Ten Steps to Safeguard Your Computer

Today, more than ever, small business success relies on information—from financial data and customer records to marketplace performance indicators and trends. With much of that data being stored electronically, safeguarding your computers is vital to your business success. The California Society of CPAs (www.calcpa.org) advises small business owners to follow ten steps to protect their company information systems from internal and external threats.
  • Use a surge protector. Sudden increases in voltage, such as those that occur during a storm, can internally damage or destroy computers. The best way to protect your computer against power surges is with a surge protector. But don't expect a surge protector to safeguard your computer against a direct lightning strike. For the best protection, you should unplug your computer and modem during severe storms.
  • Install Anti-Virus Programs. Many new computers come equipped with anti-virus protection, but if your computer doesn't, you should buy and install anti-virus software to protect your company’s computers. Bear in mind that new viruses surface on a regular basis. Fortunately, you don't need a new version of the program to stay current. Most companies offering virus protection software regularly post virus definition updates that you can download. Be sure to take the time to get the latest updates.
  • Use Caution With E-Mail Attachments. Instruct employees to carefully evaluate any files received via e-mail—particularly those from unknown or anonymous senders—before opening or saving them. It’s best not to open an attachment unless you are sure of the credibility of both the sender and the contents of the attachment. 
  • Don’t Leave Computers Unattended. Be sure employees always log-out of their computers before leaving their workstations.
  • Keep Computer Operating Systems Current. New security flaws are discovered all the time, and manufacturers frequently release patches. Most newer operating systems automatically notify users when updates become available. If your system doesn’t, you should regularly check the Web site of your computer’s manufacturer and download critical updates and patches, especially those that correct security-related defects.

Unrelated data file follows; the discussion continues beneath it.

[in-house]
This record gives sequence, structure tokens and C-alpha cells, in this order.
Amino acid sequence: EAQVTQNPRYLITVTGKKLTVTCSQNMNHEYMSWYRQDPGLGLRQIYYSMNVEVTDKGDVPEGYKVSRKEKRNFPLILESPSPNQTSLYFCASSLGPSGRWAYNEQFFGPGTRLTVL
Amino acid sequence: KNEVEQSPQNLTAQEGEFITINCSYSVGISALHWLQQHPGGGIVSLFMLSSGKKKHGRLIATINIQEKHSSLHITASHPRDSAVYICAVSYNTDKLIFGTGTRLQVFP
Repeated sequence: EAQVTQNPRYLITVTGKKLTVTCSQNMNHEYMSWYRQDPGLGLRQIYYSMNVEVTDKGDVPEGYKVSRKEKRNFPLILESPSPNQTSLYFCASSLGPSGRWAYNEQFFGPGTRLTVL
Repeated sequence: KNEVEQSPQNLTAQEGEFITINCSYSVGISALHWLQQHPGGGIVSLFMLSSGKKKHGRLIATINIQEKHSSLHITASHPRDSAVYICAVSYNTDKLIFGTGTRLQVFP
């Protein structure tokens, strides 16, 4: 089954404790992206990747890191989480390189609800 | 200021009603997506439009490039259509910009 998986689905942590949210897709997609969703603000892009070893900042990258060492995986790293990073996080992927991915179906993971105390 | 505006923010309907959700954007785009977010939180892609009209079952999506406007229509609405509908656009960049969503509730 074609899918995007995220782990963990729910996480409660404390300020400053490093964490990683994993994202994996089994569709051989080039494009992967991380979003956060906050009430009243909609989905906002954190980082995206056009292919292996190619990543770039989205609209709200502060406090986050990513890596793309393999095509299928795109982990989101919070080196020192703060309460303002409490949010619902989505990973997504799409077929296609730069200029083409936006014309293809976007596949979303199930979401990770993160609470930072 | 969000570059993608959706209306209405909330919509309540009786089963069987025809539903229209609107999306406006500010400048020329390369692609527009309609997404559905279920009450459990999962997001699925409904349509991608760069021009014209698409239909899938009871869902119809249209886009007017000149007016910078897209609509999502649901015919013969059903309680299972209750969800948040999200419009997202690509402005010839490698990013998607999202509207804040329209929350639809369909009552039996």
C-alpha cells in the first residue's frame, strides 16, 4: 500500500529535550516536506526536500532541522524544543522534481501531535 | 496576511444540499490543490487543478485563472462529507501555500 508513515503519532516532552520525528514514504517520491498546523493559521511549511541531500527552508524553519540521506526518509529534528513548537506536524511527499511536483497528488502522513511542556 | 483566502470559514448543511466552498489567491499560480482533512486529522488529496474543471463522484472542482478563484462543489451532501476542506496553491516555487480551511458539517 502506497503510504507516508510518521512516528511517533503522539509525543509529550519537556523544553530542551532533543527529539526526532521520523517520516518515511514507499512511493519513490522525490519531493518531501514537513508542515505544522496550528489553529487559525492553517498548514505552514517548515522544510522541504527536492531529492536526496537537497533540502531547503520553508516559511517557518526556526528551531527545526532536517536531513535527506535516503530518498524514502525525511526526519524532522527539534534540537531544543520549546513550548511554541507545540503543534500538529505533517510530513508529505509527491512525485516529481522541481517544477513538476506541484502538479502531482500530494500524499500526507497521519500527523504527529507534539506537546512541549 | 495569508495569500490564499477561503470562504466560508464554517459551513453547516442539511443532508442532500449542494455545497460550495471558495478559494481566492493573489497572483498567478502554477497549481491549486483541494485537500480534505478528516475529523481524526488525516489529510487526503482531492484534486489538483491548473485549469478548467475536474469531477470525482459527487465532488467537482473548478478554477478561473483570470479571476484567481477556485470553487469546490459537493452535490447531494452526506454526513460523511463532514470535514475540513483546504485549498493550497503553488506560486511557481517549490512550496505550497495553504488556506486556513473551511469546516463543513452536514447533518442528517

• Update Software Programs Regularly. When you install application software on your computer, you typically have an opportunity to register with the manufacturer. While not mandatory, this is a good idea because registering your software makes it possible for manufacturers to alert you via e-mail of security patches and performance updates. 
  • Select Passwords Carefully. Remind employees to create passwords that are not easily identifiable. The most secure passwords contain at least eight characters, with a mixture of upper- and lower-case letters, numerals, and symbols. Be sure that employees do not post notes with log-ins and passwords around their workstation.
  • Back Up Files Regularly. You should periodically create a backup of your company’s entire system. This will help minimize the loss of data in the event that critical files are destroyed. There are automatic back-up systems available that are not too expensive. Smaller companies may be able to use a zip drive or a CD for back-up purposes. 
  • Secure Data Transmissions. If your company sends sensitive proprietary information via the Internet, you should consider using encryption to prevent data from being copied or stolen. Another safeguard is to install a firewall. A firewall is a security method that keeps outsiders from accessing restricted information on networks or intranets. 
  • Consult With A CPA. Many CPAs are specially trained in information security and can help you assess the safety of your company’s system.